Manchester City’s last group game in the Champions League at RB Leipzig should have been a breeze for Pep Guardiola no matter what happened on the pitch.
His team secured the top spot in Group A after defeating Paris Saint-Germain on match day five, avenging their defeat at the Parc des Princes and confirming for Europe that they will be serious challengers for the European Cup again.
Guardiola – who has often been critical of match-fixing, injury / fitness problems and the use of only three subs in English football this season – got the chance to rest his big stars and perhaps lean on some of the talented youngsters coming through the academy he like to talk about.
And in the name of justice, the Catalan coach made seven changes, although that did not stop City’s starting line-up from looking like one that could storm for a Premier League title. A handful of academy products also came on the bench, including Cole Palmer who has already impressed this season.
And yet, with nothing going on, a 2-1 loss in an empty arena where Guardiola’s team made chances but still looked understandably tough from the rotation, they still found a way to worsen the general mood – it’s not just typical of Stad ?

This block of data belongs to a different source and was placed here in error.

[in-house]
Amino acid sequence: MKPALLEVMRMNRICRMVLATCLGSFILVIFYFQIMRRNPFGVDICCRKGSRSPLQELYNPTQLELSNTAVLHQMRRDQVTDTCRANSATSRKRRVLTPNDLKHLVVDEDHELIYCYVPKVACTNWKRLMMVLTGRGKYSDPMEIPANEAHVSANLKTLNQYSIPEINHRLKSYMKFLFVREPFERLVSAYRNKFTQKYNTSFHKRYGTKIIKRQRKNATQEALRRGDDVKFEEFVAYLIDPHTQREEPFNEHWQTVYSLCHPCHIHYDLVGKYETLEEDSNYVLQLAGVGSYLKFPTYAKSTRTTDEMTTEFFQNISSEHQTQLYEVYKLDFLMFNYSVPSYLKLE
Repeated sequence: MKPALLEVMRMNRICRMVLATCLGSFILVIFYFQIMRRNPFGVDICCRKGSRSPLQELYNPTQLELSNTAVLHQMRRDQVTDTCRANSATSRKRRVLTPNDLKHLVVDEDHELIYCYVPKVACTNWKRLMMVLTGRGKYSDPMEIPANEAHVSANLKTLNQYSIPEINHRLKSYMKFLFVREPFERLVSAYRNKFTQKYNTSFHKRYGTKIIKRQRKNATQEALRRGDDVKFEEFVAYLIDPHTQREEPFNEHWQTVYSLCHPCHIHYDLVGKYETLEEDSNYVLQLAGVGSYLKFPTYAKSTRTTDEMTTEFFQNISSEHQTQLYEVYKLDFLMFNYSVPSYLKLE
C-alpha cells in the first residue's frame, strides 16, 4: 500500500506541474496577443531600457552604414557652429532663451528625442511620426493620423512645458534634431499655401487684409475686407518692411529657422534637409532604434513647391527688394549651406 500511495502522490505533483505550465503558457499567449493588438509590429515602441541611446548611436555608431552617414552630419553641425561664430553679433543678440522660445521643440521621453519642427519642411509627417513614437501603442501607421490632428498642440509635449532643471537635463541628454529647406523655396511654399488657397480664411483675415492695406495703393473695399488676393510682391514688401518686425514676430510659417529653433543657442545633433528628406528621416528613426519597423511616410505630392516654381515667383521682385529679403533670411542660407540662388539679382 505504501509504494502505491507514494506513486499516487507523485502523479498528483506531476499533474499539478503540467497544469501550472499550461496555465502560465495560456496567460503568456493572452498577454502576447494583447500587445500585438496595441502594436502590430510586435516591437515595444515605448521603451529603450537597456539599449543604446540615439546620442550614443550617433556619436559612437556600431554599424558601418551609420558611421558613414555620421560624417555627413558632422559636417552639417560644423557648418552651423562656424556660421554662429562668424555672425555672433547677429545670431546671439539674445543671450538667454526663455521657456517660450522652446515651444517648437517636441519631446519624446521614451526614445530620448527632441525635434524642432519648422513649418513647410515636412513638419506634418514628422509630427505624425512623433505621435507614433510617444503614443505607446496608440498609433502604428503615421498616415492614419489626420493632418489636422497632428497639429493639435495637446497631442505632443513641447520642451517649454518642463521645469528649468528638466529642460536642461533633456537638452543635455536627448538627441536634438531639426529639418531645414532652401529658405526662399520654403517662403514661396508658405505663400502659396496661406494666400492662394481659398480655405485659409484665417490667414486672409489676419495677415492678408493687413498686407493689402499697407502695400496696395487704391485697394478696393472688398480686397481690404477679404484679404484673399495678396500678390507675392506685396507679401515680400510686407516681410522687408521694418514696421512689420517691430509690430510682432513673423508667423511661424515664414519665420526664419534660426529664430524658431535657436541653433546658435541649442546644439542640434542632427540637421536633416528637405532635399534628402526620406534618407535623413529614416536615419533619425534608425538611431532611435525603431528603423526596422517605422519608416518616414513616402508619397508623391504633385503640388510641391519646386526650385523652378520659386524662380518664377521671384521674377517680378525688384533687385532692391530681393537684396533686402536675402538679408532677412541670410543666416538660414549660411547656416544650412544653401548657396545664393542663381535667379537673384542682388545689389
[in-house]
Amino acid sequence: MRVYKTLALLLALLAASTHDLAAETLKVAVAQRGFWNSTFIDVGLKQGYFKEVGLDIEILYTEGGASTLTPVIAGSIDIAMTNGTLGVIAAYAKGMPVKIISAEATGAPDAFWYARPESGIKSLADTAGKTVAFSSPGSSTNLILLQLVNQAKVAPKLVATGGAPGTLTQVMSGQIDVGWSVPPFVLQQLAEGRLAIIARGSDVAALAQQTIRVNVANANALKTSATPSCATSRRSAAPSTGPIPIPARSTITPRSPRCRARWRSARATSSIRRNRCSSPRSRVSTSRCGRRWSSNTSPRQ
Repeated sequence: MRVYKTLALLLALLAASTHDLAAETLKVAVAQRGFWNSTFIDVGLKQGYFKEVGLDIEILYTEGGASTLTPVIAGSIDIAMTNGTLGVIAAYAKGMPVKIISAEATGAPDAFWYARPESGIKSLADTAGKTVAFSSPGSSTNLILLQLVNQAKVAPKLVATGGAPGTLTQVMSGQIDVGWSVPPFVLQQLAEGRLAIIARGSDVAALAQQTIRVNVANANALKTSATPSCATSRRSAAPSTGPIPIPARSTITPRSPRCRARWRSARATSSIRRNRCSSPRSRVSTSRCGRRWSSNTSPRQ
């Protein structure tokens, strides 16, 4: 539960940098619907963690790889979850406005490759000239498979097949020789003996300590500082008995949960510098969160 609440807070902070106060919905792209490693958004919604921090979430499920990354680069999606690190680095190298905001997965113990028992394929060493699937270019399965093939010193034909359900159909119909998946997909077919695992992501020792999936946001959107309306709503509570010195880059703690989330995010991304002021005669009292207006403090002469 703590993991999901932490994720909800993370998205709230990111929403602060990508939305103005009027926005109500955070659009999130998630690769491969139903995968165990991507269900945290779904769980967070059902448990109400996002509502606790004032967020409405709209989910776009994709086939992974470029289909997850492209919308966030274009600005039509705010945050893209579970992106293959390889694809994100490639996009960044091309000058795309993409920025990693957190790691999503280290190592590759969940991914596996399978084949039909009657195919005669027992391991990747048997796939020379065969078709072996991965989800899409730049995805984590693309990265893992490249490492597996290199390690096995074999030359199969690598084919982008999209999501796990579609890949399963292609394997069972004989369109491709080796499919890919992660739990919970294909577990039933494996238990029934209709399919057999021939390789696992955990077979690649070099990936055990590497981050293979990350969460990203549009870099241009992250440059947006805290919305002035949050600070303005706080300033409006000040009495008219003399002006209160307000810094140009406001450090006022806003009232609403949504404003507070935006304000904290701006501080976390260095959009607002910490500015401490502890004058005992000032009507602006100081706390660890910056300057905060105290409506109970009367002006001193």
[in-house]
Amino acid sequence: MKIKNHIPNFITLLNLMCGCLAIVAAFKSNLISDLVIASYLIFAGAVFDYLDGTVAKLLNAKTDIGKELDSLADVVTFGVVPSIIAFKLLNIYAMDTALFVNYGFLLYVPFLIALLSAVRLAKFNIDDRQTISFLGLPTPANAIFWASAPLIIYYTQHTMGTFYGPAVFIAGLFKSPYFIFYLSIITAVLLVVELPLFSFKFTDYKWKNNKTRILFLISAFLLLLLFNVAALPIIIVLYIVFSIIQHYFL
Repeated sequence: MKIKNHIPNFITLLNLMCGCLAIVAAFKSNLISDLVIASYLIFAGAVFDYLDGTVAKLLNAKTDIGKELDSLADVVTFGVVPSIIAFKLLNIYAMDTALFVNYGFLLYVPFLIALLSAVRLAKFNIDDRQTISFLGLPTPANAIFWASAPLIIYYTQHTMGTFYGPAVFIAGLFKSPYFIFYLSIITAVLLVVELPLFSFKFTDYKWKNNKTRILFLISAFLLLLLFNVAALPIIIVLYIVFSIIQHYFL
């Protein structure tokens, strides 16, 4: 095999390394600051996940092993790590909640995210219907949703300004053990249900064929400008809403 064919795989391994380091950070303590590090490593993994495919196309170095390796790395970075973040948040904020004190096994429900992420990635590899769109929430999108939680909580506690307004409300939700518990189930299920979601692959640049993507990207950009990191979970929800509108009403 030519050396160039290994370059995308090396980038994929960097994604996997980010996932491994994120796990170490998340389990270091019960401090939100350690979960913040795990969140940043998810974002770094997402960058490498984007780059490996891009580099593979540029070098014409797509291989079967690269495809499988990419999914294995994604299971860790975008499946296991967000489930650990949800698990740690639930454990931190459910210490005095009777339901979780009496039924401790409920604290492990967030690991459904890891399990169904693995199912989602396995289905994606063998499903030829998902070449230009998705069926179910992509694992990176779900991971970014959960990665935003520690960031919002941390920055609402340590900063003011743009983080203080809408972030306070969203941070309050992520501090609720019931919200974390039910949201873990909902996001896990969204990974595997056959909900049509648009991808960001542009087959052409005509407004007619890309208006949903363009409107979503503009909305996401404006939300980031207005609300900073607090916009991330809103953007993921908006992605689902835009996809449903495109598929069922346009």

Kyle Walker made one of the single worst performances of the Sheikh Mansour era (let’s not write about history and say that City have been at this level forever). He lost the dangerous Dominik Szoboszlai for Leizpig’s opening goal, and late when the guests regained their footing, he decided to try to wipe out the ankles of Andre Silva for no apparent reason.
The challenge was so invaluable that it might even be enough for UEFA to watch and add Walker’s automatic one-match suspension, which would throw an even bigger key into City’s knockout work.
The mood flared up towards the end of the match in Saxony, but Walker – one of City’s most senior players – let the team down and has created a level of attention that Guardiola certainly would not have wanted.
A quiet night in Leipzig will make the coach ask about the behavior of one of his most trusted players, how it will affect the team, how it can be a reflection of a team known for their tactical foul as a whole.
Walker has done well to repair a reputation as a luxury debt in recent years, lifts himself to the top of the game and is well worth the £ 50m that City paid Spurs for him. And yet a horrible and foolish display is enough to bring these doubts back to the surface. He must own it for himself and his teammates.
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